The Joint UN Programme on HIV/AIDS (UNAIDS) recently released the 2008 Report on the global AIDS epidemic, which outlines progress indicators for 147 countries and remaining challenges to reversing the epidemic. Notably, the number of new HIV infections decreased from 3 million in 2001 to 2.7 million in 2007. The proportion of HIV-positive pregnant women on antiretroviral treatment increased from 14 percent to 33 percent between 2005 and 2007. The number of new HIV cases among children decreased accordingly, from 410,000 to 370,000 within this time period. "We've achieved more in the fight against AIDS in the last two years than in the preceding 20 years," said Dr. Peter Piot, UNAIDS executive director.

Nevertheless, "The gap between those who are in need of treatment and those who have access to this treatment is widening," Piot warned. For every two people put on antiretroviral treatment, there are five new cases of infections, he explained. Furthermore, HIV-infection rates are on the rise in several countries such as China, Indonesia, Kenya, and Russia. Dr. Thoraya Obaid, executive director of the United Population Fund (UNFPA) advised, "Knowing the epidemic and choosing the right combination of interventions are critical for an effective response. In many contexts, young people and women need special attention."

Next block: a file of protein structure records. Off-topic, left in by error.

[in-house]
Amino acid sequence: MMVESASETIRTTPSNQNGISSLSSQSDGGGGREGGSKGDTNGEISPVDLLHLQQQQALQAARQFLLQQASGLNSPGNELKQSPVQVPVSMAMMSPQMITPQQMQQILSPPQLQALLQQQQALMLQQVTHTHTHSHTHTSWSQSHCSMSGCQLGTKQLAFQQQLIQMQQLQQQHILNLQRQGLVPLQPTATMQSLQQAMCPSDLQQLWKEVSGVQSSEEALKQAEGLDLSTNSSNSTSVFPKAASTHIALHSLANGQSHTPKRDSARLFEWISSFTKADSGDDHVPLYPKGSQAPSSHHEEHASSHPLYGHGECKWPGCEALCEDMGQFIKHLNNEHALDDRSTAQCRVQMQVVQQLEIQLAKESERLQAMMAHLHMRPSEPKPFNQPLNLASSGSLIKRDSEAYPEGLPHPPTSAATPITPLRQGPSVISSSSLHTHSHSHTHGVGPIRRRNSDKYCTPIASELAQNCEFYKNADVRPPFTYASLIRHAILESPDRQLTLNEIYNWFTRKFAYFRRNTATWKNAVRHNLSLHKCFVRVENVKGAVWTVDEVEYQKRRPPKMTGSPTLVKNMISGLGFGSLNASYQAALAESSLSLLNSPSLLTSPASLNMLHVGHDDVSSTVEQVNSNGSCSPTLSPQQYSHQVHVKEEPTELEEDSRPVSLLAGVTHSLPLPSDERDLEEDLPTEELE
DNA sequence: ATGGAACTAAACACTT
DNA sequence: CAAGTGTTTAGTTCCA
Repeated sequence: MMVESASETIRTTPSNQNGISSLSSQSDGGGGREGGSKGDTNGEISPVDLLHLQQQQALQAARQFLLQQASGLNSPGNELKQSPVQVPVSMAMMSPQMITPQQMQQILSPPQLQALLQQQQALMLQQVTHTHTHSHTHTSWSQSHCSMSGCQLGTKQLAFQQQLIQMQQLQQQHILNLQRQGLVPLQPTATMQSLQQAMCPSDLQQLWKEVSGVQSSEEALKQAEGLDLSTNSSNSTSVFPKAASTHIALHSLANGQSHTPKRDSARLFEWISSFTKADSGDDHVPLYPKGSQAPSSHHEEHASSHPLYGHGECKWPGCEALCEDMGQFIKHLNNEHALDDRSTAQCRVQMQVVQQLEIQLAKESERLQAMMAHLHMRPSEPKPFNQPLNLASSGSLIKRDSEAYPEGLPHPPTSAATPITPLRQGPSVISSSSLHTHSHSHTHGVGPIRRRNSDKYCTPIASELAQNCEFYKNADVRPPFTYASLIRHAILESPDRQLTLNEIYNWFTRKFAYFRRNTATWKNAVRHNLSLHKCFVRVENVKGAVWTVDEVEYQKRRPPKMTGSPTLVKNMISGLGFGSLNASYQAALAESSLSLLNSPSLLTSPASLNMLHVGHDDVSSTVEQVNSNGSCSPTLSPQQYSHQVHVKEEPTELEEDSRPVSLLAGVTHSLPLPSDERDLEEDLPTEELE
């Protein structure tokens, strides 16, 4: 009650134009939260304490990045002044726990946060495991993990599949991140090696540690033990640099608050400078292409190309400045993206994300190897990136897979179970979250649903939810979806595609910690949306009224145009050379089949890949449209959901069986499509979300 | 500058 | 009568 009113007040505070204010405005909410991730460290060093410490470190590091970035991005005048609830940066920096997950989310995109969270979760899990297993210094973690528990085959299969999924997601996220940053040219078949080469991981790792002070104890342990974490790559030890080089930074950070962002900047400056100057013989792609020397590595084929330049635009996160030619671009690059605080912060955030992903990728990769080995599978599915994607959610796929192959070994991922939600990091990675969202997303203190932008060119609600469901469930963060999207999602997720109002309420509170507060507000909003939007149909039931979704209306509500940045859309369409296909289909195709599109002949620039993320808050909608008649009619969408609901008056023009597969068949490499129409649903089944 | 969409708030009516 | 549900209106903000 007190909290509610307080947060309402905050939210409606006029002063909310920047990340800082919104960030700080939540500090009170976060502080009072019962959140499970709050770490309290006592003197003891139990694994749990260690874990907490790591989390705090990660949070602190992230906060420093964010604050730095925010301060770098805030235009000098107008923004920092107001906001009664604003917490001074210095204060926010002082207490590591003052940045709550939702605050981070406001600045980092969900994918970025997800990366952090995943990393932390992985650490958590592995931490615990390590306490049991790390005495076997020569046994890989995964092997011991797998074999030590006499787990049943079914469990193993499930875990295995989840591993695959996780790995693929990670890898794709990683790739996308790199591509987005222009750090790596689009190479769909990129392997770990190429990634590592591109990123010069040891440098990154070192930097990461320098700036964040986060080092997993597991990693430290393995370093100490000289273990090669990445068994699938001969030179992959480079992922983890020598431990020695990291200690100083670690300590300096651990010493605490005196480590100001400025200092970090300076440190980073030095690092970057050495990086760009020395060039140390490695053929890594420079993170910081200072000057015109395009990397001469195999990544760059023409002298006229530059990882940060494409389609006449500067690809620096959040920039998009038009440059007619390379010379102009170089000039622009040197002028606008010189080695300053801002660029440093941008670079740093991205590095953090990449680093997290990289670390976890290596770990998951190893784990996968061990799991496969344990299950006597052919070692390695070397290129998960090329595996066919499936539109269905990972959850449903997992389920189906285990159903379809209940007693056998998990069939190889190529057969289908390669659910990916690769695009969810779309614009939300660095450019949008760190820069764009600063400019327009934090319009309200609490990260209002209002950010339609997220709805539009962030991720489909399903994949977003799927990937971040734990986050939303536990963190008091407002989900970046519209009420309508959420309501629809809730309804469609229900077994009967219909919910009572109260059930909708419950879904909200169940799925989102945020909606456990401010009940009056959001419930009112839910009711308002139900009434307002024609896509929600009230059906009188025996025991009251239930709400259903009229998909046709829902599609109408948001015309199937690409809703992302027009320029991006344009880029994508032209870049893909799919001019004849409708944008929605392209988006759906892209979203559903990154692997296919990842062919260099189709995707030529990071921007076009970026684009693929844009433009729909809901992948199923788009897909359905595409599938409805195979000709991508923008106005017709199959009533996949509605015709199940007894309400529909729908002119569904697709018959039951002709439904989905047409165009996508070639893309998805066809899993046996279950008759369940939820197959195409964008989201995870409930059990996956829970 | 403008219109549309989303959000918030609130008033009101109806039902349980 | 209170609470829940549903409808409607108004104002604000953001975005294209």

For more information, visit the UNAIDS website.

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